Twelfth Night | Literature Criticism Critical Essay by Douglas E. Green

This literature criticism consists of approximately 18 pages of analysis & critique of Twelfth Night.
This section contains 5,180 words
(approx. 18 pages at 300 words per page)
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Critical Essay by Douglas E. Green

SOURCE: "Shakespeare's Violation: 'One Face, One Voice, One Habit, and Two Persons'," in Reconsidering the Renaissance: Papers from the Twenty-First Annual Conference, edited by Mario A. Di Cesare, Medieval & Renaissance Texts & Studies, 1992, pp. 327-38.

In the following essay, Green discusses the portrayal of love and gender in Twelfth Night, maintaining that while the play exposes the narcissism and self-centeredness of masculine love, its ending—with Viola still costumed as Cesarioreinforces the idea that men are the only trustworthy objects of desire.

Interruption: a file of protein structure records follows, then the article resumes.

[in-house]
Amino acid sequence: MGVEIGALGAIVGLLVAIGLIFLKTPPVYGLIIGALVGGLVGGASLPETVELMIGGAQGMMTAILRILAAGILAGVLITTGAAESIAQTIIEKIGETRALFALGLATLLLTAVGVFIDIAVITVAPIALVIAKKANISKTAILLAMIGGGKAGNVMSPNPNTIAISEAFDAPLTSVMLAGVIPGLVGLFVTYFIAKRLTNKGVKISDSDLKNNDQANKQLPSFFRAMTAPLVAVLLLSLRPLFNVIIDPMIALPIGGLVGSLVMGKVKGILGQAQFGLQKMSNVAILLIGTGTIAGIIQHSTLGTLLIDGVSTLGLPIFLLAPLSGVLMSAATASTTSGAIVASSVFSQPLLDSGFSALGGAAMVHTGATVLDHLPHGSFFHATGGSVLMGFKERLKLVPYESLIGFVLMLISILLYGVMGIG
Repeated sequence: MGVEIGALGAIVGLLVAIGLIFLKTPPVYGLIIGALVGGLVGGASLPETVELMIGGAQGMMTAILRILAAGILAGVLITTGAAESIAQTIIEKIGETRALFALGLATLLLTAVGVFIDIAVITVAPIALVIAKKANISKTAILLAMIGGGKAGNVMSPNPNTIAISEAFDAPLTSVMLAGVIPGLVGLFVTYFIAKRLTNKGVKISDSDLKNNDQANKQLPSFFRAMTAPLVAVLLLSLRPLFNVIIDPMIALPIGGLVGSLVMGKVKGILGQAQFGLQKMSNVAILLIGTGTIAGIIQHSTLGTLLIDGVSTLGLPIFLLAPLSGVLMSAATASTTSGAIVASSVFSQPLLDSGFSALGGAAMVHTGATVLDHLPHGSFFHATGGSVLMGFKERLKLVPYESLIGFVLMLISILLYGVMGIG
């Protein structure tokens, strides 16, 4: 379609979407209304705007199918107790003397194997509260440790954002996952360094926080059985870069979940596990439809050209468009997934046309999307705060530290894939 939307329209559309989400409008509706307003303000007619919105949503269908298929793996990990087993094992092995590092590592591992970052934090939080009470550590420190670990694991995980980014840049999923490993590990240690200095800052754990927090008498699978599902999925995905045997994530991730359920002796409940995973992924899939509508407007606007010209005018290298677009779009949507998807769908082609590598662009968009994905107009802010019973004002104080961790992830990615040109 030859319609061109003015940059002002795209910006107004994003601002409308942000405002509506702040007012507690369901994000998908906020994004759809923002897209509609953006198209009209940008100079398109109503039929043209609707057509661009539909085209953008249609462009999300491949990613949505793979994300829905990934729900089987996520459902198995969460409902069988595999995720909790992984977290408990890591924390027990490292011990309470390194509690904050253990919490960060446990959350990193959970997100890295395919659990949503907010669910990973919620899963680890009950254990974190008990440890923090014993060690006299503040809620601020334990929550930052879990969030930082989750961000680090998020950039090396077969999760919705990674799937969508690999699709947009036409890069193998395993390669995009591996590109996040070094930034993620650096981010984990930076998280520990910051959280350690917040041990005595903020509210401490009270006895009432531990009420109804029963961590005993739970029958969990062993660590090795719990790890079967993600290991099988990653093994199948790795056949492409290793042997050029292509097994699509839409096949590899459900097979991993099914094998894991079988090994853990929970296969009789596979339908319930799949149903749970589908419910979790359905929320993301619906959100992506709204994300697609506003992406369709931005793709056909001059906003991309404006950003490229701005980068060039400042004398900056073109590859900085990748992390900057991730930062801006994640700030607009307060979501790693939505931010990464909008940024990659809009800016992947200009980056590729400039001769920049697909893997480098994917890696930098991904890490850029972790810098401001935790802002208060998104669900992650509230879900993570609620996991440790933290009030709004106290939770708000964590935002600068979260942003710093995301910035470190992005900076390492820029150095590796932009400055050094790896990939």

However much we may argue about Shakespearean texts, we never doubt that they mean something—and they do, although not quite in the way the old introductory Shakespeare course descriptions once implied. Because "Shakespeare is," according to Alan Sinfield, "one of the places where ideology is...

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This section contains 5,180 words
(approx. 18 pages at 300 words per page)
Buy the Critical Essay by Douglas E. Green